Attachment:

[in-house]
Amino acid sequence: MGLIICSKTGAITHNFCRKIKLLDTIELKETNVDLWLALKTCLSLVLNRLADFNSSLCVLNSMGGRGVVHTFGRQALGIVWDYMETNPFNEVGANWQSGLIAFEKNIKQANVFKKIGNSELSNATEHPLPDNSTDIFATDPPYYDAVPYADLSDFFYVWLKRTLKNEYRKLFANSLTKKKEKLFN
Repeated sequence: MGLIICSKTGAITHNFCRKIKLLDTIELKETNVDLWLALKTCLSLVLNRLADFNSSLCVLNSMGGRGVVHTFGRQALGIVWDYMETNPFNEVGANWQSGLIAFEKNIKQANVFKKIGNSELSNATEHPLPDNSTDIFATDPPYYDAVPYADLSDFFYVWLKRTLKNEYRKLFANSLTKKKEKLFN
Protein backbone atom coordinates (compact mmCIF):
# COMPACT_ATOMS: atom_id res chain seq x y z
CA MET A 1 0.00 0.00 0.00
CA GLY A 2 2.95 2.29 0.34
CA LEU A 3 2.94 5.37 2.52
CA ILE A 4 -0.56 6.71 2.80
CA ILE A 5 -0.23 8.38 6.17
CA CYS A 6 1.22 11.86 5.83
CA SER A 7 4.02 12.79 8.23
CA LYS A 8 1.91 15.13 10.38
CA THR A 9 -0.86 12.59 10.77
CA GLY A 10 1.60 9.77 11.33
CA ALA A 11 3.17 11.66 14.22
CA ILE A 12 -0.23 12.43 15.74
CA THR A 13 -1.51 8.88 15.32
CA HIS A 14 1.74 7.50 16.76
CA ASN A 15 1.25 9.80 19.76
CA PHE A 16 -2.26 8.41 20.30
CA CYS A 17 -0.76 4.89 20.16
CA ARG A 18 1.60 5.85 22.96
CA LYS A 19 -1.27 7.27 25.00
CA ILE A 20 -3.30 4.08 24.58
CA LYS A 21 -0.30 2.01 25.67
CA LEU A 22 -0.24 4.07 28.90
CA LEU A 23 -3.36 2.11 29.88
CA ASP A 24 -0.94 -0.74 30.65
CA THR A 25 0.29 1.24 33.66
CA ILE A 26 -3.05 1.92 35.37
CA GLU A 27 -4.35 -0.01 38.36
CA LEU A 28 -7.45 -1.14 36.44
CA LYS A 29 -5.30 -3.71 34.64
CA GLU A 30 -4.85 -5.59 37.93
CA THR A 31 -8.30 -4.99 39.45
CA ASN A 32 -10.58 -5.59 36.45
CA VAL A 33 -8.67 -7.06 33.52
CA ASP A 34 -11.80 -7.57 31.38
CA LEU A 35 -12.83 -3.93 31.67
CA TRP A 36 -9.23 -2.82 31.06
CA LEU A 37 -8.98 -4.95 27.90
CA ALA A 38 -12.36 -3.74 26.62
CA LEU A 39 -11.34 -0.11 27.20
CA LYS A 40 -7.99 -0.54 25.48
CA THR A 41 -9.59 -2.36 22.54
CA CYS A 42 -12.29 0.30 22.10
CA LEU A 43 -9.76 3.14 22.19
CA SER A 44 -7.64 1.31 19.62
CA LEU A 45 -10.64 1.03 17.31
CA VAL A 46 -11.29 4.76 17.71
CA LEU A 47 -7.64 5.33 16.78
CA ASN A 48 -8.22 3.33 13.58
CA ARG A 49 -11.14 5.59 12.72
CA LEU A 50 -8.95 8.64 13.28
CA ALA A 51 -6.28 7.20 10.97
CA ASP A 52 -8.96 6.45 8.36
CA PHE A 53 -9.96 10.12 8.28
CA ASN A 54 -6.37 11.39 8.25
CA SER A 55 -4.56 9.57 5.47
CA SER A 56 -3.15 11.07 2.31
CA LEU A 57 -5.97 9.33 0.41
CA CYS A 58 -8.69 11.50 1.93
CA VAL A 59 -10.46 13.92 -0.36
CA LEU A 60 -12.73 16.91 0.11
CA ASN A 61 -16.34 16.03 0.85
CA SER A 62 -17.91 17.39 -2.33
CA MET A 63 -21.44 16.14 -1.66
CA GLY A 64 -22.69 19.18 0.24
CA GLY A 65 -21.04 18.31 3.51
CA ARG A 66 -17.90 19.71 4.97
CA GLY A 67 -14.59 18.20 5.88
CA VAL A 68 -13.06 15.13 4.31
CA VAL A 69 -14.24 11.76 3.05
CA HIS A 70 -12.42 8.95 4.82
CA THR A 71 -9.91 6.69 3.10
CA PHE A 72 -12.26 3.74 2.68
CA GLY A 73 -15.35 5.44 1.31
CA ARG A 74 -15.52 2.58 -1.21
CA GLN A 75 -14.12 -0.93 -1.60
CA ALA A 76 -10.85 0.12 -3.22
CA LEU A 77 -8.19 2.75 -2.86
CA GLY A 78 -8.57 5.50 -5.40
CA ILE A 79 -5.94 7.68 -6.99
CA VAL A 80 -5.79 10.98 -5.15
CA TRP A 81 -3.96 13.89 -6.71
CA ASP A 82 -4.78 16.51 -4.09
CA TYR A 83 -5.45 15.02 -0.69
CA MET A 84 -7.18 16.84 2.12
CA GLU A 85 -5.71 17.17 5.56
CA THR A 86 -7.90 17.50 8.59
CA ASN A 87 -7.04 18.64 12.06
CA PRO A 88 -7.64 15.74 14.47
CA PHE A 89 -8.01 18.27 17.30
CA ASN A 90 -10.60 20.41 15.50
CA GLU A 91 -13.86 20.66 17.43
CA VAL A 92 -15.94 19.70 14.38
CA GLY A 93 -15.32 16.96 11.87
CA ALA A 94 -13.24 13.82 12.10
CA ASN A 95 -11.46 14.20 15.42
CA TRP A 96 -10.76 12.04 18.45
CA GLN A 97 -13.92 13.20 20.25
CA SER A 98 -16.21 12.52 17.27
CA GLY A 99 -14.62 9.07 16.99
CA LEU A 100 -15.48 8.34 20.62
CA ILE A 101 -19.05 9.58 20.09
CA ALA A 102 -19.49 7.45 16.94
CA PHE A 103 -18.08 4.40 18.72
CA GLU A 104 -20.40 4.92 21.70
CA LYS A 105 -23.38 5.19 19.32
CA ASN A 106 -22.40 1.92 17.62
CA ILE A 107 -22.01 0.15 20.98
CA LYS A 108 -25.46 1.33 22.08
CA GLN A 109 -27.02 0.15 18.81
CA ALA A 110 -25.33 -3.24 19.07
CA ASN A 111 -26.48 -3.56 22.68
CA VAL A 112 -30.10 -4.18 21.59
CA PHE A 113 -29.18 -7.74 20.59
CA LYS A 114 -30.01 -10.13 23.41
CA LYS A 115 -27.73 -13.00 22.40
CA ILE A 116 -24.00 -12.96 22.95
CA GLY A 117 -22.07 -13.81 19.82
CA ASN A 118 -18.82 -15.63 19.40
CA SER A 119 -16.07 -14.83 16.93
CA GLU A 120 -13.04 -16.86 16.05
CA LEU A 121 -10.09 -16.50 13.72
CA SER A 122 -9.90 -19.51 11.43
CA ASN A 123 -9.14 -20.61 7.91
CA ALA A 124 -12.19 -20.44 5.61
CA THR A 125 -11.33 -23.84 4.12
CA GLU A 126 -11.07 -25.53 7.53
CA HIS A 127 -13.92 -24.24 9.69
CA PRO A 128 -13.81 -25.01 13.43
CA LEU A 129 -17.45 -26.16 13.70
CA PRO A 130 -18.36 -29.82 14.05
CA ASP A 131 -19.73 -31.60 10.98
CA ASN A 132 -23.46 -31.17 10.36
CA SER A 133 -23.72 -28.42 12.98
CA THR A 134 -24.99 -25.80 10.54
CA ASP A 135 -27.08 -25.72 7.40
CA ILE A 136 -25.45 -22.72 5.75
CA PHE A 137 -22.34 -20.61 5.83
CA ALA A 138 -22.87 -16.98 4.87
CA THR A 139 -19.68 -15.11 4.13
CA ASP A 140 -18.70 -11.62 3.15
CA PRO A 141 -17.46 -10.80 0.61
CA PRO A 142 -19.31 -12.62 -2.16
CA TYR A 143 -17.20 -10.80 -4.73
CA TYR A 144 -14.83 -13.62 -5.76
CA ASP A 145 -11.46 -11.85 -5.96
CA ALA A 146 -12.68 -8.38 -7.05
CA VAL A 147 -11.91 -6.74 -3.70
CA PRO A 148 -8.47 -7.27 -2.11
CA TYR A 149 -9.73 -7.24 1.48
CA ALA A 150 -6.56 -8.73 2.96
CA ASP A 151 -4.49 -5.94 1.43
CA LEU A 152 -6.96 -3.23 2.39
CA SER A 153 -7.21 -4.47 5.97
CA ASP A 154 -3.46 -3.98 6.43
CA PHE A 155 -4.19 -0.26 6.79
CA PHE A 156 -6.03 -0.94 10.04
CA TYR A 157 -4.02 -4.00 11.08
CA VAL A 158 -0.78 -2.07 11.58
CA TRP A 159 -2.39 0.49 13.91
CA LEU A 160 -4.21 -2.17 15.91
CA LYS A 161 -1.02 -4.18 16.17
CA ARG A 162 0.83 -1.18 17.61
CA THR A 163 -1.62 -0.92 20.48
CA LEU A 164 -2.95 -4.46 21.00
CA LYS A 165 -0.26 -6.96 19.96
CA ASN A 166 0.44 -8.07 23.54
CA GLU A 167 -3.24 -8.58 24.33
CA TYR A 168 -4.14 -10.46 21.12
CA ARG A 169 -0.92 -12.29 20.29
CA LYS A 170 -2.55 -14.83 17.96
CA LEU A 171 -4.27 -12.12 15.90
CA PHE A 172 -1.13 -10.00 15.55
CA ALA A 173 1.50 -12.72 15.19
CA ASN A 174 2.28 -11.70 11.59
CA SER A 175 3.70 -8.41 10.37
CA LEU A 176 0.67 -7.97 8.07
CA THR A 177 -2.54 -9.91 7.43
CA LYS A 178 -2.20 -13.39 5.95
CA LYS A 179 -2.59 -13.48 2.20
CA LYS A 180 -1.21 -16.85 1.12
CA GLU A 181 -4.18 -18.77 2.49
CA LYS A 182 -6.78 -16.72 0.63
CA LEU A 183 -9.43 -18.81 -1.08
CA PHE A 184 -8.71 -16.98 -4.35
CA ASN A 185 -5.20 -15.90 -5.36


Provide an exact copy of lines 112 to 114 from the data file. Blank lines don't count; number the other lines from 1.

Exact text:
CA ILE A 107 -22.01 0.15 20.98
CA LYS A 108 -25.46 1.33 22.08
CA GLN A 109 -27.02 0.15 18.81